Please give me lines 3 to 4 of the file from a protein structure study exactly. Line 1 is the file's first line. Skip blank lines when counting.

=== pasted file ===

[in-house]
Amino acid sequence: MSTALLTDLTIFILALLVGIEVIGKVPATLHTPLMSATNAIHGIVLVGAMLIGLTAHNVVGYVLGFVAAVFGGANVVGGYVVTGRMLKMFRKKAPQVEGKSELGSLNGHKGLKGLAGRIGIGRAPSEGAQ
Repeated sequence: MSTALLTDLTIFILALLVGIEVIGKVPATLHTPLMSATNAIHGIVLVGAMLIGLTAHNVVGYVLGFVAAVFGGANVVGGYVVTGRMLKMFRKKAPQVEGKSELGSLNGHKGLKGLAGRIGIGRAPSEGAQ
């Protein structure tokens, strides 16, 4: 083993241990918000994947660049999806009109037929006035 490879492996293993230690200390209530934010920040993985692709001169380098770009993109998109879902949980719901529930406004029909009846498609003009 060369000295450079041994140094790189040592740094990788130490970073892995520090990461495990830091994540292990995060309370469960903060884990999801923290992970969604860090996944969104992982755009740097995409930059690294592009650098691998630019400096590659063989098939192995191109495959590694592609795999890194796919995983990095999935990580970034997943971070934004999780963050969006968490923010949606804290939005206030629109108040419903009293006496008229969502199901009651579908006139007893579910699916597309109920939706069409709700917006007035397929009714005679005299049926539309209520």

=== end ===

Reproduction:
Repeated sequence: MSTALLTDLTIFILALLVGIEVIGKVPATLHTPLMSATNAIHGIVLVGAMLIGLTAHNVVGYVLGFVAAVFGGANVVGGYVVTGRMLKMFRKKAPQVEGKSELGSLNGHKGLKGLAGRIGIGRAPSEGAQ
């Protein structure tokens, strides 16, 4: 083993241990918000994947660049999806009109037929006035 490879492996293993230690200390209530934010920040993985692709001169380098770009993109998109879902949980719901529930406004029909009846498609003009 060369000295450079041994140094790189040592740094990788130490970073892995520090990461495990830091994540292990995060309370469960903060884990999801923290992970969604860090996944969104992982755009740097995409930059690294592009650098691998630019400096590659063989098939192995191109495959590694592609795999890194796919995983990095999935990580970034997943971070934004999780963050969006968490923010949606804290939005206030629109108040419903009293006496008229969502199901009651579908006139007893579910699916597309109920939706069409709700917006007035397929009714005679005299049926539309209520």